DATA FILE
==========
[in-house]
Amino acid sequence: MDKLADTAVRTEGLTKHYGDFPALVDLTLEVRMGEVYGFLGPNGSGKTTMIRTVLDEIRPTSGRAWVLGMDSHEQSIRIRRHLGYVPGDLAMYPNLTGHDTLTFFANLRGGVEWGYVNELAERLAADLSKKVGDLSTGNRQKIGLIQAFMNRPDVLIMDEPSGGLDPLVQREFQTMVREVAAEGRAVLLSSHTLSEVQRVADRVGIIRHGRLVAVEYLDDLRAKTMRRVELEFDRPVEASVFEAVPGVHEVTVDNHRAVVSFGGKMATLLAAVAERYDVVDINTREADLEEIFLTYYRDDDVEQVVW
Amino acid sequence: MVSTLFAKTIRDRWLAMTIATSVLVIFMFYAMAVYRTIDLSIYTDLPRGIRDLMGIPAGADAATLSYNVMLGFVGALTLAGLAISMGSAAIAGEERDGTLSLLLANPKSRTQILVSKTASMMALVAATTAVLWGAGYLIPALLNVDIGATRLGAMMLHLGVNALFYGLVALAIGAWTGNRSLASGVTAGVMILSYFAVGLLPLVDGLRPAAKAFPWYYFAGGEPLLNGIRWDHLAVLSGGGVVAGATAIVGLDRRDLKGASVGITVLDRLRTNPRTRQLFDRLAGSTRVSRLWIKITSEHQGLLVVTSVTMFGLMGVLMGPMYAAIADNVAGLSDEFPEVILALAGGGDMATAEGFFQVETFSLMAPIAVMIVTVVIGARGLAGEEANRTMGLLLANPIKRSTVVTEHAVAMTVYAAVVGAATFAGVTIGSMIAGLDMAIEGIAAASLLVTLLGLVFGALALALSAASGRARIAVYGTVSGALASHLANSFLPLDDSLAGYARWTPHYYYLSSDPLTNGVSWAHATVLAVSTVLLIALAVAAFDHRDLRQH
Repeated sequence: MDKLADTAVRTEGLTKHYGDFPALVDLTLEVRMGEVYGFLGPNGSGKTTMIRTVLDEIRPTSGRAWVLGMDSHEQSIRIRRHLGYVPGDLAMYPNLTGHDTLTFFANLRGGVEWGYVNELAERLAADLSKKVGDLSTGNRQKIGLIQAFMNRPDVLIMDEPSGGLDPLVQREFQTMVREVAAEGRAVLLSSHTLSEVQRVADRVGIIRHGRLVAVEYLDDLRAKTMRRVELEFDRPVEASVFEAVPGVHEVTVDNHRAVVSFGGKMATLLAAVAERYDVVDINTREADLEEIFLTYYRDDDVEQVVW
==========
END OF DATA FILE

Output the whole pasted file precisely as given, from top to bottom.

[in-house]
Amino acid sequence: MDKLADTAVRTEGLTKHYGDFPALVDLTLEVRMGEVYGFLGPNGSGKTTMIRTVLDEIRPTSGRAWVLGMDSHEQSIRIRRHLGYVPGDLAMYPNLTGHDTLTFFANLRGGVEWGYVNELAERLAADLSKKVGDLSTGNRQKIGLIQAFMNRPDVLIMDEPSGGLDPLVQREFQTMVREVAAEGRAVLLSSHTLSEVQRVADRVGIIRHGRLVAVEYLDDLRAKTMRRVELEFDRPVEASVFEAVPGVHEVTVDNHRAVVSFGGKMATLLAAVAERYDVVDINTREADLEEIFLTYYRDDDVEQVVW
Amino acid sequence: MVSTLFAKTIRDRWLAMTIATSVLVIFMFYAMAVYRTIDLSIYTDLPRGIRDLMGIPAGADAATLSYNVMLGFVGALTLAGLAISMGSAAIAGEERDGTLSLLLANPKSRTQILVSKTASMMALVAATTAVLWGAGYLIPALLNVDIGATRLGAMMLHLGVNALFYGLVALAIGAWTGNRSLASGVTAGVMILSYFAVGLLPLVDGLRPAAKAFPWYYFAGGEPLLNGIRWDHLAVLSGGGVVAGATAIVGLDRRDLKGASVGITVLDRLRTNPRTRQLFDRLAGSTRVSRLWIKITSEHQGLLVVTSVTMFGLMGVLMGPMYAAIADNVAGLSDEFPEVILALAGGGDMATAEGFFQVETFSLMAPIAVMIVTVVIGARGLAGEEANRTMGLLLANPIKRSTVVTEHAVAMTVYAAVVGAATFAGVTIGSMIAGLDMAIEGIAAASLLVTLLGLVFGALALALSAASGRARIAVYGTVSGALASHLANSFLPLDDSLAGYARWTPHYYYLSSDPLTNGVSWAHATVLAVSTVLLIALAVAAFDHRDLRQH
Repeated sequence: MDKLADTAVRTEGLTKHYGDFPALVDLTLEVRMGEVYGFLGPNGSGKTTMIRTVLDEIRPTSGRAWVLGMDSHEQSIRIRRHLGYVPGDLAMYPNLTGHDTLTFFANLRGGVEWGYVNELAERLAADLSKKVGDLSTGNRQKIGLIQAFMNRPDVLIMDEPSGGLDPLVQREFQTMVREVAAEGRAVLLSSHTLSEVQRVADRVGIIRHGRLVAVEYLDDLRAKTMRRVELEFDRPVEASVFEAVPGVHEVTVDNHRAVVSFGGKMATLLAAVAERYDVVDINTREADLEEIFLTYYRDDDVEQVVW